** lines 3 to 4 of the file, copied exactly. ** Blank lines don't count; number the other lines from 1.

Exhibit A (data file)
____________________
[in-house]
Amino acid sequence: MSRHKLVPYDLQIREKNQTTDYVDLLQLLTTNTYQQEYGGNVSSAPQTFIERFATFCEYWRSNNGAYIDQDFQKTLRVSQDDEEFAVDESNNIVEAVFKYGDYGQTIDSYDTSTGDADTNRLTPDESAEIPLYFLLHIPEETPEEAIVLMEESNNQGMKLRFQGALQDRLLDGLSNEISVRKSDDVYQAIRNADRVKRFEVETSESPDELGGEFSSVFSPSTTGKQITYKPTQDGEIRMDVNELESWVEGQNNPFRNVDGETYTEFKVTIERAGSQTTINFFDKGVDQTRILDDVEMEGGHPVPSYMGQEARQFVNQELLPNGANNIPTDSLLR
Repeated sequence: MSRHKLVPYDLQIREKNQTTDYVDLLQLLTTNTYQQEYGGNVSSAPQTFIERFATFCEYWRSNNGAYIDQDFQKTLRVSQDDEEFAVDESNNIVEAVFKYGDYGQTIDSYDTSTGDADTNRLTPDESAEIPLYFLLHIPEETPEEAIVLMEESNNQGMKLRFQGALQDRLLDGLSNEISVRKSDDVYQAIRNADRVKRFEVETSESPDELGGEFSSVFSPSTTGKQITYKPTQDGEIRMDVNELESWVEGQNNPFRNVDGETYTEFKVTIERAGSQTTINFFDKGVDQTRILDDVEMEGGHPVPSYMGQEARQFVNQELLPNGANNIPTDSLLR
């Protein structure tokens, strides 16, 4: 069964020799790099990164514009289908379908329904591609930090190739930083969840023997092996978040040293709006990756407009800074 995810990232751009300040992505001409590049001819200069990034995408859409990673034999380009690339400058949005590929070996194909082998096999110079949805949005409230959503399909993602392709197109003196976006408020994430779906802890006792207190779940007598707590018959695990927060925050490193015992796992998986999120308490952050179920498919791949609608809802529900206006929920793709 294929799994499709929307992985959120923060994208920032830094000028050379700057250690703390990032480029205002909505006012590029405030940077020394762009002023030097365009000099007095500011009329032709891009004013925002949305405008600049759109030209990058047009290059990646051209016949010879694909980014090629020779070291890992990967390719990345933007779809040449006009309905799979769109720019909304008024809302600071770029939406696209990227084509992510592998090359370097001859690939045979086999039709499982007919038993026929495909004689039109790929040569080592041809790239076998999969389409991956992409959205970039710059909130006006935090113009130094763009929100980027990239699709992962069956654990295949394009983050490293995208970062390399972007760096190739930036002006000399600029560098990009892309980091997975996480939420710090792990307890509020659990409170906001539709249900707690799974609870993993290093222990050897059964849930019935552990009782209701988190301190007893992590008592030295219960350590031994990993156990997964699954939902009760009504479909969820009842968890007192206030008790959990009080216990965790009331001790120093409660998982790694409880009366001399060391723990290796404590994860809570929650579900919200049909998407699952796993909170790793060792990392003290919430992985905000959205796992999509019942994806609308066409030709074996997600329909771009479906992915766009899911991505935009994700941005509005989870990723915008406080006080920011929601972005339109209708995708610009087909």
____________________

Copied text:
Repeated sequence: MSRHKLVPYDLQIREKNQTTDYVDLLQLLTTNTYQQEYGGNVSSAPQTFIERFATFCEYWRSNNGAYIDQDFQKTLRVSQDDEEFAVDESNNIVEAVFKYGDYGQTIDSYDTSTGDADTNRLTPDESAEIPLYFLLHIPEETPEEAIVLMEESNNQGMKLRFQGALQDRLLDGLSNEISVRKSDDVYQAIRNADRVKRFEVETSESPDELGGEFSSVFSPSTTGKQITYKPTQDGEIRMDVNELESWVEGQNNPFRNVDGETYTEFKVTIERAGSQTTINFFDKGVDQTRILDDVEMEGGHPVPSYMGQEARQFVNQELLPNGANNIPTDSLLR
């Protein structure tokens, strides 16, 4: 069964020799790099990164514009289908379908329904591609930090190739930083969840023997092996978040040293709006990756407009800074 995810990232751009300040992505001409590049001819200069990034995408859409990673034999380009690339400058949005590929070996194909082998096999110079949805949005409230959503399909993602392709197109003196976006408020994430779906802890006792207190779940007598707590018959695990927060925050490193015992796992998986999120308490952050179920498919791949609608809802529900206006929920793709 294929799994499709929307992985959120923060994208920032830094000028050379700057250690703390990032480029205002909505006012590029405030940077020394762009002023030097365009000099007095500011009329032709891009004013925002949305405008600049759109030209990058047009290059990646051209016949010879694909980014090629020779070291890992990967390719990345933007779809040449006009309905799979769109720019909304008024809302600071770029939406696209990227084509992510592998090359370097001859690939045979086999039709499982007919038993026929495909004689039109790929040569080592041809790239076998999969389409991956992409959205970039710059909130006006935090113009130094763009929100980027990239699709992962069956654990295949394009983050490293995208970062390399972007760096190739930036002006000399600029560098990009892309980091997975996480939420710090792990307890509020659990409170906001539709249900707690799974609870993993290093222990050897059964849930019935552990009782209701988190301190007893992590008592030295219960350590031994990993156990997964699954939902009760009504479909969820009842968890007192206030008790959990009080216990965790009331001790120093409660998982790694409880009366001399060391723990290796404590994860809570929650579900919200049909998407699952796993909170790793060792990392003290919430992985905000959205796992999509019942994806609308066409030709074996997600329909771009479906992915766009899911991505935009994700941005509005989870990723915008406080006080920011929601972005339109209708995708610009087909």